'Disruptions at the Suez Canal are unlikely, but markets never move on what's likely. They move on fear" - the opinion of Michael Hewson from CMC Markets. With violence and deaths in the streets of Cairo, Shell closed its Egypt offices and oil prices approached their highest levels this year. European Brent crude was up 5 cents to $109.77 on Friday, and US crude rose 12 cents to $107.45.
Mr Hewson was right. The likely impact of the events in Egypt - shocking as they are - on world oil markets is negligible. Prices were responding to more relevant factors.
On Friday, Iraq's northern pipeline was bombed again, meaning that exports to the port of Ceyhan in Turkey are essentially shut down. Iraqi oil shipments via the Arabian Gulf will fall next month while upgrades to its southern Basra terminals are under way. Libyan exports have fallen to their lowest levels since the revolution, as protesters block the Es Sider and Ras Lanuf ports. Iraq's and Libya's problems are their own, not related to violence in Egypt.
Meanwhile, economic news is reasonably positive, raising oil demand: the euro zone finally emerged from recession this month; and the US economy appears in good enough shape for the Federal Reserve to begin scaling back its quantitative easing programme.
Two interesting features of the market are more illuminating than the headline oil price. US crude rose more than Brent, just as it did during the downfall of the president Mohammed Morsi, even though Egypt's Suez Canal is more important for deliveries to Europe.
And the futures curve is backwardated - that is, prices for oil delivered in the future are lower than today's prices. This suggests that the market is temporarily tight but expected to be better-supplied in the future.
Egypt is a moderate-sized producer and slight net importer of oil. It is a significant transit state for oil via the Suez Canal and Sumed pipeline (from Ain Soukhna on the Red Sea to Sidi Kerir near Alexandria). Sumed carried 1.1 million barrels per day (bpd) in 2011, and boosted that to 1.7 million bpd during last year when extra supplies were required to replace the loss from Libya. The Suez shipped about 2.8 million bpd of crude oil and products in the first three months of this year.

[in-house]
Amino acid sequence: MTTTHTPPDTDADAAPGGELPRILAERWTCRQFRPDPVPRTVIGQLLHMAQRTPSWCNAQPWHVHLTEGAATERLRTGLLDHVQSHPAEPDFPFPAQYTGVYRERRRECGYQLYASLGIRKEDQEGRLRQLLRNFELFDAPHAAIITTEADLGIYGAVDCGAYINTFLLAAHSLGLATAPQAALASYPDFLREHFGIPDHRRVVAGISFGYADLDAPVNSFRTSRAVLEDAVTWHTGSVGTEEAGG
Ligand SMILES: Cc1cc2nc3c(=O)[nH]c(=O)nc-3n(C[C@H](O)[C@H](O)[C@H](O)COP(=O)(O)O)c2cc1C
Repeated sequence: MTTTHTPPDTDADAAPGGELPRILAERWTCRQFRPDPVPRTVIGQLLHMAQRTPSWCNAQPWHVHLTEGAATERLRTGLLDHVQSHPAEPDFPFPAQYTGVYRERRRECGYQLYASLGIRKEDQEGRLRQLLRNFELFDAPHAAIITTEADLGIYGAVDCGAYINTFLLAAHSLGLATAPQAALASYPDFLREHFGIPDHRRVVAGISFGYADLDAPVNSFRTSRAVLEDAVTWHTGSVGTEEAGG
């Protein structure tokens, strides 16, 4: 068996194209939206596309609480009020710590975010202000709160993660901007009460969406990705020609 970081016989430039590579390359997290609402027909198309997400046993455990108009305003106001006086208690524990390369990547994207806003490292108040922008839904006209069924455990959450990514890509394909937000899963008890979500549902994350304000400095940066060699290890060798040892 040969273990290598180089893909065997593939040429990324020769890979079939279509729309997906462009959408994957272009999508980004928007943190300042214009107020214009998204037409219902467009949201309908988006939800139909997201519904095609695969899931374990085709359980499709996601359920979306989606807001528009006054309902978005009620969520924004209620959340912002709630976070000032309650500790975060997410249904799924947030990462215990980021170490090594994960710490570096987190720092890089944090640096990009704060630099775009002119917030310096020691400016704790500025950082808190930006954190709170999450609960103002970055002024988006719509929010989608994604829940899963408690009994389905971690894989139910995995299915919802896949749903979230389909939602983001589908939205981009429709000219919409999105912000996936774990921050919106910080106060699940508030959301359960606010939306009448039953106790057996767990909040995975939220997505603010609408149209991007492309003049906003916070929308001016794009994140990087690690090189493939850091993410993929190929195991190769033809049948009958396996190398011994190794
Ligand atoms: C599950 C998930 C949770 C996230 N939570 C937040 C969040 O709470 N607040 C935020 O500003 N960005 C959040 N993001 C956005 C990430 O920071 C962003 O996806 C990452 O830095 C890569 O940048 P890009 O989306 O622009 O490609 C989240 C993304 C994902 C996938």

The Suez's oil role, though, is exaggerated by the headline numbers. Most of the shipments through it net out - essentially crude oil and high-quality products (petrol and diesel) go north, while lower-value fuel oil returns south. Net trade is a mere 100,000 bpd.
The loss of Libyan and Ceyhan exports - both on the Mediterranean - does exacerbate any risk from Egypt. Saudi Arabia has already increased production from around 9.6 million bpd in June to 10 million bpd in July. As the Gulf summer wanes, Saudi domestic demand will drop, giving it more latitude to replace Libyan supplies to Europe, but that requires transit via Egypt - or a long journey around the Cape.
Keeping the Suez Canal open is a priority for any Egyptian government. If the canal were to be affected by sabotage or strikes, the impact on oil would be greatly outweighed by damage to world trade. Shipments of Asian goods to Europe would be interrupted, damaging the oil-hungry Chinese economy.
Meanwhile, West African supplies would be rerouted towards Europe, and Europe and the United States would release strategic stocks, designed exactly for such an eventuality. The US Strategic Petroleum Reserve's 727 million barrels alone could cover for Sumed and the Suez for more than two years.
So, while those who spin a story around market movements may be wrong in focusing on Egypt, oil traders are getting it right - a tale of short-term disruptions in Libya and Iraq signifying more than the fury in Cairo.
Robin Mills is the head of consulting at Manaar Energy, and author of The Myth of the Oil Crisis and Capturing Carbon